An Assessment of Georgian Civil Society
Posted by civilsocietyindex on March 14, 2011
CIVICUS: World Alliance for Citizen Participation is pleased to announce the publication of the Civil Society Index (CSI) Georgia Analytical Country Report. The CSI was implemented in Georgia by Caucasus institute for Peace, Democracy and Development (CIPDD), with the support of the Open Society Institute.
The CSI research revealed that a majority of CSOs identify two value groups in Georgia. These are: a) a retrograde value system, which has totalitarian origins and mostly favours Northern (pro-Russian) orientation in foreign policy; and b) a democratic value system, which is perceived as Western (European and Euro-Atlantic) oriented. A majority of Georgian CSOs consider themselves as supporters of the latter.
The research identified the weaknesses of civil society in Georgia as including: a low impact on society, significantly low levels of organisation and a disenabling external environment due to the concentration of power with the authorities. The strengths of civil society mentioned included: organisational experience, dominance of democratic values among CSOs and potential for development.
A positive development that has recently emerged in the wake of the government’s diminishing credibility is that authorities have given a clear signal that they would like to cooperate more with civil society groups on numerous issues. Unfortunately, civil society has been substantially weakened in the last seven years and is thus no longer usually able to respond adequately to new challenges.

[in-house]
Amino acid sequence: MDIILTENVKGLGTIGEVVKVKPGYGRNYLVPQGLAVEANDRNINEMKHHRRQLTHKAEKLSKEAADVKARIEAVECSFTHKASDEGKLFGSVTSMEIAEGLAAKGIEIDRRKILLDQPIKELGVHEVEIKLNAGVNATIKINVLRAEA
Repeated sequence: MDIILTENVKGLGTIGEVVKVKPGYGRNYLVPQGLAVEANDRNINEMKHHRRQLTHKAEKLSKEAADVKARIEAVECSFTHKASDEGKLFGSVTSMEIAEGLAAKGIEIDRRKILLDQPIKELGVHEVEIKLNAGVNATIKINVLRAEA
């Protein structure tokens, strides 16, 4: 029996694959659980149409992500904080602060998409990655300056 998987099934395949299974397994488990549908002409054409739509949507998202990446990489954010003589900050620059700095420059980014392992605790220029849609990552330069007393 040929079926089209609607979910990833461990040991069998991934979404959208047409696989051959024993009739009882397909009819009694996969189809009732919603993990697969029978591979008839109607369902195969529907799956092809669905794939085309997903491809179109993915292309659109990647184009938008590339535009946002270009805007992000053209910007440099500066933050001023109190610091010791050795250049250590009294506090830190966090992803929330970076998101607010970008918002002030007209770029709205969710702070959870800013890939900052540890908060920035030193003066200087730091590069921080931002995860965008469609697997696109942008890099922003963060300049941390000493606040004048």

CSOs pointed out two directions for further work. Firstly, actions that aim at “awakening”, activating and involving society to participate in social processes; and secondly, actions to put pressure on the Georgian government to commence/accelerate democratic reforms.
The research outlines two diverging scenarios for Georgia’s future. The optimistic scenario foretells an empowerment of democratic institutions within Georgia and the formation of a sustainable basis for the stable development of democratic institutions through international support and mobilisation of society as a whole. The pessimistic scenario however suggests further consolidations of authoritarian rule in Georgia as a potential threat, in conjunction with a deteriorating economy, high emigration, the domination of police structures and the increasing power of international criminal cartels (for example, drug and weapons smuggling).
CSOs believe that only the support of further developments of the civil society sector may lead to the achievement of the optimistic scenario.